Homeless Resource Day began at 8:30 a.m. and ended at 2:00 p.m.  Participants were provided transportation from various points around the county.  The morning proved to be the busiest with the number of visitors dropping after lunch.  30 of the 45 clients were seen before 12:15.  We will be able to plan accordingly for next year so that we have more attorneys for the morning shift rather than the afternoon shift like we did this year.

Almost 1/3 of the questions concerned criminal matters and the bulk of those questions involved expungement of criminal records.  The Maryland court form and brochure on expungement online were accessed and printed numerous times.   Family issues of divorce, custody, and visitation comprised the second largest number of questions.  Other issues for which assistance were sought included housing, motor vehicle insurance, employment, unemployment, estate taxes, disability, bankruptcy, debt relief, consumer, mortgages and veteran’s benefits.

All of the volunteer attorneys enjoyed the day and expressed a desire to participate next year.  It was clear that those who took advantage of their services were truly appreciative.

More photos on Flickr


Carpet update – new date

We are now expecting the work to begin Wednesday, April 7.


Carpet installation update

The new carpet installation date has been moved to March 31, 2010.  It will begin at 4:00 p.m. and work is expected to continue through Friday, April 2 after hours.

We may have some bare floors.  Shelves will be covered in plastic but we expect to be able to still access the books.  The law library will remain open.


New carpet to be installed this week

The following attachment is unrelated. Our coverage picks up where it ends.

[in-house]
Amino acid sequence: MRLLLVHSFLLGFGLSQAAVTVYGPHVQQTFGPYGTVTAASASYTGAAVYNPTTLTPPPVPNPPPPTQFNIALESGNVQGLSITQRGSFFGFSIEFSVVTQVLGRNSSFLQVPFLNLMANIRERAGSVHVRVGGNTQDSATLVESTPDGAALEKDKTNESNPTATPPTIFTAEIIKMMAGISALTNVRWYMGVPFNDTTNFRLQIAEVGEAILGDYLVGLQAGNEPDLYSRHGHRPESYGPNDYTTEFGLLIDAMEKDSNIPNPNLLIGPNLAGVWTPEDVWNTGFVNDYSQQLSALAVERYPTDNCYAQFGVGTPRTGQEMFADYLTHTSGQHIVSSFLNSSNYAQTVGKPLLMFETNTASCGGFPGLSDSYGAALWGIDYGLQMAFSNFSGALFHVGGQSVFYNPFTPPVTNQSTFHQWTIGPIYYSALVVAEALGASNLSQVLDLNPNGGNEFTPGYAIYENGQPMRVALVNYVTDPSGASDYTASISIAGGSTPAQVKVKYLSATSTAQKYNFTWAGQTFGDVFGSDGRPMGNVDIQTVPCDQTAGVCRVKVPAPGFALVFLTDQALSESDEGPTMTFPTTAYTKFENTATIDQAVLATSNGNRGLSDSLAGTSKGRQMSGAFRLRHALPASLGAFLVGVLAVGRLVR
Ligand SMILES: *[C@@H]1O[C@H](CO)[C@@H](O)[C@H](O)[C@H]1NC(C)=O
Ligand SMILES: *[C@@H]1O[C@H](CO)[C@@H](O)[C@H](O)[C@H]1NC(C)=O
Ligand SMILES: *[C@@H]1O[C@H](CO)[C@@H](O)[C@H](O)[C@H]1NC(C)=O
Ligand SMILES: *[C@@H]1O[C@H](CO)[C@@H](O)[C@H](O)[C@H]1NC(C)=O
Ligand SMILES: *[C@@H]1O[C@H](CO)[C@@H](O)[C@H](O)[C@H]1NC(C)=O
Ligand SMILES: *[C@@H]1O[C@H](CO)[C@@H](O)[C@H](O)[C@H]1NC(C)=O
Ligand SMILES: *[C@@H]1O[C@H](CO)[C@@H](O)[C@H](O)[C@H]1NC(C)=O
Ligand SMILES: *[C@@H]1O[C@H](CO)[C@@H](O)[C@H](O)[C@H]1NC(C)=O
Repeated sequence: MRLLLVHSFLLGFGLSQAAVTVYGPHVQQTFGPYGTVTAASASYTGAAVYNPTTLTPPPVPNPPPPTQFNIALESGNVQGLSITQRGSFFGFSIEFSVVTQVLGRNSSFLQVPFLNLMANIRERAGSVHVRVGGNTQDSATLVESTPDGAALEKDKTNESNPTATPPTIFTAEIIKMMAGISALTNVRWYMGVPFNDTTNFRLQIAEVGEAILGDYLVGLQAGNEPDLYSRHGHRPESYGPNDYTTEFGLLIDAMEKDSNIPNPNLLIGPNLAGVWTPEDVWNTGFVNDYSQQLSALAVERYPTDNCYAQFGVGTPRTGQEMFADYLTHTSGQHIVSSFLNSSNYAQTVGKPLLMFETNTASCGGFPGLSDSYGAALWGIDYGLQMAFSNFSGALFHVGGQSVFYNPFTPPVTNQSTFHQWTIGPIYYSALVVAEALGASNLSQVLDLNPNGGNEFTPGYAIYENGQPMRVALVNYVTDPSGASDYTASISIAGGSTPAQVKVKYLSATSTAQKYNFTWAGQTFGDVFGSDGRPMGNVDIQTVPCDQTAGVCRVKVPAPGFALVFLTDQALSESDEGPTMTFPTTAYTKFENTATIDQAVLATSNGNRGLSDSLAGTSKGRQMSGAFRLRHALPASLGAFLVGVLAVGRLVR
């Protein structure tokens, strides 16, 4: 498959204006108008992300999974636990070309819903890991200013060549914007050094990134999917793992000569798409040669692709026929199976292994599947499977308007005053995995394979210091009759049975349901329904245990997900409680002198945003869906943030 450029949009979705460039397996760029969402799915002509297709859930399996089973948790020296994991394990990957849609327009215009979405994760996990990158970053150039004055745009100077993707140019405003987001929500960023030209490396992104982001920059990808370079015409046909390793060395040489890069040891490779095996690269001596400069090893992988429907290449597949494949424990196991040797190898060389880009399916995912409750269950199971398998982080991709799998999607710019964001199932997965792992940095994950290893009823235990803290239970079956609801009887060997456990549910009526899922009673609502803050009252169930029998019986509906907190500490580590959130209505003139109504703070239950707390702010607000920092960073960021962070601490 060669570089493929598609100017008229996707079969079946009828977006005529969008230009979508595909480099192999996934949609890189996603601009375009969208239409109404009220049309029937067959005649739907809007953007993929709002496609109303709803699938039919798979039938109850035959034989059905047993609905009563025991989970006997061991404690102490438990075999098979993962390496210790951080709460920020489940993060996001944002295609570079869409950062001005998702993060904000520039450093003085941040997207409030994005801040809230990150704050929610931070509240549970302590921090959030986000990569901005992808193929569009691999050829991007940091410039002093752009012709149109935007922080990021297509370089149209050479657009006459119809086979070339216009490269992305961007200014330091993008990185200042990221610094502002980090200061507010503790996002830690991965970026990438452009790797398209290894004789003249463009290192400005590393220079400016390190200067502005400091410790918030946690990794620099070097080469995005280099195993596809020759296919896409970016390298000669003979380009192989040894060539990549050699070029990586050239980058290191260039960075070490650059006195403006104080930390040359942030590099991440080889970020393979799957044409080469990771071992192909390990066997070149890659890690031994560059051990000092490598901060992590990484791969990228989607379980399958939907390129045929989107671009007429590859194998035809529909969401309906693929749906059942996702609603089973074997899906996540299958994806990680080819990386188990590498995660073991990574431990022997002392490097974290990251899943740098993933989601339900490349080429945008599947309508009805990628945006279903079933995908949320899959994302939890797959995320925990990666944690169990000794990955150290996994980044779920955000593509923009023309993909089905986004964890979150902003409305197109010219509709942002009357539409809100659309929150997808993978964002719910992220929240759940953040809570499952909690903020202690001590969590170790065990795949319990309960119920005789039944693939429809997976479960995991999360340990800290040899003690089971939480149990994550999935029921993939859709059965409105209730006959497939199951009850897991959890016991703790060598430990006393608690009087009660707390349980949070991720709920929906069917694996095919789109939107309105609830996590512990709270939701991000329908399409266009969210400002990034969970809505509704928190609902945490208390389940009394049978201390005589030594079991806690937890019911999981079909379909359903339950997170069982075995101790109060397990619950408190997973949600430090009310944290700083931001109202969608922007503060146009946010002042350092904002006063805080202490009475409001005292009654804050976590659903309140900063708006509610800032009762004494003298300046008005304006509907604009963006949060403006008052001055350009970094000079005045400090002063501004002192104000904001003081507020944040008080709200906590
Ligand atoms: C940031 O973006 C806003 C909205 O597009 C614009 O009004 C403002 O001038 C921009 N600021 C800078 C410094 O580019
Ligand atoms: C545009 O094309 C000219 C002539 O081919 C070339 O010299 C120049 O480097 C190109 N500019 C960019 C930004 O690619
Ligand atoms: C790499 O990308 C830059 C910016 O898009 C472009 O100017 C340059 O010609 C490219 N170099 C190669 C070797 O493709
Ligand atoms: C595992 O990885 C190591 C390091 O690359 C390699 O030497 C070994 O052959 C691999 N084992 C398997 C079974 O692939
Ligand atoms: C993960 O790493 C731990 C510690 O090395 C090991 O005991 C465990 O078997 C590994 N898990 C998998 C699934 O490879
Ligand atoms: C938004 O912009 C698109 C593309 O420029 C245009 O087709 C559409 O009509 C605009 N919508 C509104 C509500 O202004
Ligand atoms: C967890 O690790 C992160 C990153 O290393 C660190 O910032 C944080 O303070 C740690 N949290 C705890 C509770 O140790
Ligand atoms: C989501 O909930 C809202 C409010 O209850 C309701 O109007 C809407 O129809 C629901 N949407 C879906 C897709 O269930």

The library is scheduled for new carpeting.  The installation will begin tomorrow afternoon at around 4:00 p.m.  Depending on how it goes, the library may have to close at that time.

The work may result in plastic covered shelves and equipment but we should still be open for business.


Fun Judicial Opinions

I read a fun article, Judicial opinions that entertain by Ryan S. Perlin,  in the Daily Record Generation J.D. : A blog for young lawyers  about entertaining judicial opinions yesterday.  Examples of judicial opinions as detective novel and as poetry include an opinion by Chief Justice Roberts of the Supreme Court.  Of course, many quotes from movies and music lyrics are mentioned, too.

After reading the article above I tried a  Westlaw search of all state and federal cases for opinions mentioning Bob Dylan.  Some were actual cases involving Bob Dylan but many were quoting his song lyrics.

Most often quoted (13) is from Bob Dylan’s  Subterranean Homesick Blues (Columbia Records 1965): “You don’t need a weatherman to know which way the wind blows”.

Quoted only twice  was “When you got nothing, you got nothing to lose.” Bob Dylan, Like A Rolling Stone, on Highway 61 Revisited (Columbia Records 1965).

Other Dylan songs mentioned were “Don’t Think Twice, It’s All Right,” “Hurricane,” “Blowin’ in the Wind,” “The Times they are A’Changin,” and “Gotta Serve Somebody”.

In  U.S. v. Bullock, 454 F.3d 637, a discussion of the length of a prison sentence is illustrated by a long list of song lyrics in footnote 1 of the opinion:

“One hundred years is a long time-one year longer, in fact, than the standard lyrical shorthand for an unimaginably long sentence. See, e.g., Bruce Springsteen, “Johnny 99” (“Well the evidence is clear, gonna let the sentence, son, fit the crime / Prison for 98 and a year and we’ll call it even, Johnny 99.”); Bob Dylan, “Percy’s Song” (“It may be true he’s got a sentence to serve / But ninety-nine years, he just don’t deserve.”); Johnny Cash, “Cocaine Blues” (“The judge he smiled as he picked up his pen / Ninety-nine years in the Folsom pen / Ninety-nine years underneath that ground / I can’t forget the day I shot that bad bitch down.”); Ed Bruce, “Ninety-Seven More To Go” (“Ninety-nine years go so slow / When you still got ninety-seven more to go.”); Bill Anderson, “Ninety-Nine” (“The picture’s still in front of my eyes, the echo in my ears / When the jury said he’s guilty and the judge said ninety-nine years.”); Chloe Bain, “Ninety-Nine Years” (“The sentence was sharp, folks, it cut like a knife / For ninety-nine years, folks, is almost for life.”); Guy Mitchell, “Ninety-Nine Years” (“Ninety-nine years in the penitentiary, baby, baby, wait for me, around twenty-fifty-five we’ll get together dead or alive.”)”.